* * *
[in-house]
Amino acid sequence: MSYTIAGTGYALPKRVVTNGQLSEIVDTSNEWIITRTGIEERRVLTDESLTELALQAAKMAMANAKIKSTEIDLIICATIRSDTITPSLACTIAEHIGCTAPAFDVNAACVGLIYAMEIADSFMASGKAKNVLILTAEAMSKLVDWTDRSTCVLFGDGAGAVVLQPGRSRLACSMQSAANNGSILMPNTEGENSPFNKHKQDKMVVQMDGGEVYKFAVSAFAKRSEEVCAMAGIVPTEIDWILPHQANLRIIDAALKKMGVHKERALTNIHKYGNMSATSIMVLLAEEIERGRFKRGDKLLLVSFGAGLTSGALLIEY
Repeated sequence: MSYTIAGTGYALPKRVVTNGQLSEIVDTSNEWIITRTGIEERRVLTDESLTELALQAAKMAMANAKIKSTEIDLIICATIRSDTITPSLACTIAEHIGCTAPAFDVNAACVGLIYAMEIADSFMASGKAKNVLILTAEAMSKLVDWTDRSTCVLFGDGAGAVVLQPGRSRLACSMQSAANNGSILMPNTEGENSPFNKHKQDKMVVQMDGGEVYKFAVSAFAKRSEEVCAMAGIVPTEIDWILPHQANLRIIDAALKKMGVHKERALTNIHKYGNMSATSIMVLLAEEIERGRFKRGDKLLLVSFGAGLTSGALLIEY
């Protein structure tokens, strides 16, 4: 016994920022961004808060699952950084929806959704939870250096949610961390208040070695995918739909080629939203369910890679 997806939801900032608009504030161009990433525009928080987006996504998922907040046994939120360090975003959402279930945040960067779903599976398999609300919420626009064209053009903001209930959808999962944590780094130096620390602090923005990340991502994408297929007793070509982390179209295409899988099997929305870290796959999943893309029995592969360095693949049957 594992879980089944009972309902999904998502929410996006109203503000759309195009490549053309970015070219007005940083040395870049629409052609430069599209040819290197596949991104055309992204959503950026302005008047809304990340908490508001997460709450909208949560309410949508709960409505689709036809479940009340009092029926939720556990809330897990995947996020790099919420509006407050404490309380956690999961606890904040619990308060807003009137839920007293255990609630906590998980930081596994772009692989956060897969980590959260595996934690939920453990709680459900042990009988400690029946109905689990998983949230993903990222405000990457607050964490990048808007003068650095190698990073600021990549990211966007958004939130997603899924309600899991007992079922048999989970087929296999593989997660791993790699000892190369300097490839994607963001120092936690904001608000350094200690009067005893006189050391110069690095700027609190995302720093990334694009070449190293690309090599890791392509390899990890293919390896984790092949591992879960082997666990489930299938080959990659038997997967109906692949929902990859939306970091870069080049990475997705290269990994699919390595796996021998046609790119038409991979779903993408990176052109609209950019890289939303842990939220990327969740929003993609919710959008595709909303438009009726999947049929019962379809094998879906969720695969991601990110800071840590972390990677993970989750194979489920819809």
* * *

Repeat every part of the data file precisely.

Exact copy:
[in-house]
Amino acid sequence: MSYTIAGTGYALPKRVVTNGQLSEIVDTSNEWIITRTGIEERRVLTDESLTELALQAAKMAMANAKIKSTEIDLIICATIRSDTITPSLACTIAEHIGCTAPAFDVNAACVGLIYAMEIADSFMASGKAKNVLILTAEAMSKLVDWTDRSTCVLFGDGAGAVVLQPGRSRLACSMQSAANNGSILMPNTEGENSPFNKHKQDKMVVQMDGGEVYKFAVSAFAKRSEEVCAMAGIVPTEIDWILPHQANLRIIDAALKKMGVHKERALTNIHKYGNMSATSIMVLLAEEIERGRFKRGDKLLLVSFGAGLTSGALLIEY
Repeated sequence: MSYTIAGTGYALPKRVVTNGQLSEIVDTSNEWIITRTGIEERRVLTDESLTELALQAAKMAMANAKIKSTEIDLIICATIRSDTITPSLACTIAEHIGCTAPAFDVNAACVGLIYAMEIADSFMASGKAKNVLILTAEAMSKLVDWTDRSTCVLFGDGAGAVVLQPGRSRLACSMQSAANNGSILMPNTEGENSPFNKHKQDKMVVQMDGGEVYKFAVSAFAKRSEEVCAMAGIVPTEIDWILPHQANLRIIDAALKKMGVHKERALTNIHKYGNMSATSIMVLLAEEIERGRFKRGDKLLLVSFGAGLTSGALLIEY
């Protein structure tokens, strides 16, 4: 016994920022961004808060699952950084929806959704939870250096949610961390208040070695995918739909080629939203369910890679 997806939801900032608009504030161009990433525009928080987006996504998922907040046994939120360090975003959402279930945040960067779903599976398999609300919420626009064209053009903001209930959808999962944590780094130096620390602090923005990340991502994408297929007793070509982390179209295409899988099997929305870290796959999943893309029995592969360095693949049957 594992879980089944009972309902999904998502929410996006109203503000759309195009490549053309970015070219007005940083040395870049629409052609430069599209040819290197596949991104055309992204959503950026302005008047809304990340908490508001997460709450909208949560309410949508709960409505689709036809479940009340009092029926939720556990809330897990995947996020790099919420509006407050404490309380956690999961606890904040619990308060807003009137839920007293255990609630906590998980930081596994772009692989956060897969980590959260595996934690939920453990709680459900042990009988400690029946109905689990998983949230993903990222405000990457607050964490990048808007003068650095190698990073600021990549990211966007958004939130997603899924309600899991007992079922048999989970087929296999593989997660791993790699000892190369300097490839994607963001120092936690904001608000350094200690009067005893006189050391110069690095700027609190995302720093990334694009070449190293690309090599890791392509390899990890293919390896984790092949591992879960082997666990489930299938080959990659038997997967109906692949929902990859939306970091870069080049990475997705290269990994699919390595796996021998046609790119038409991979779903993408990176052109609209950019890289939303842990939220990327969740929003993609919710959008595709909303438009009726999947049929019962379809094998879906969720695969991601990110800071840590972390990677993970989750194979489920819809």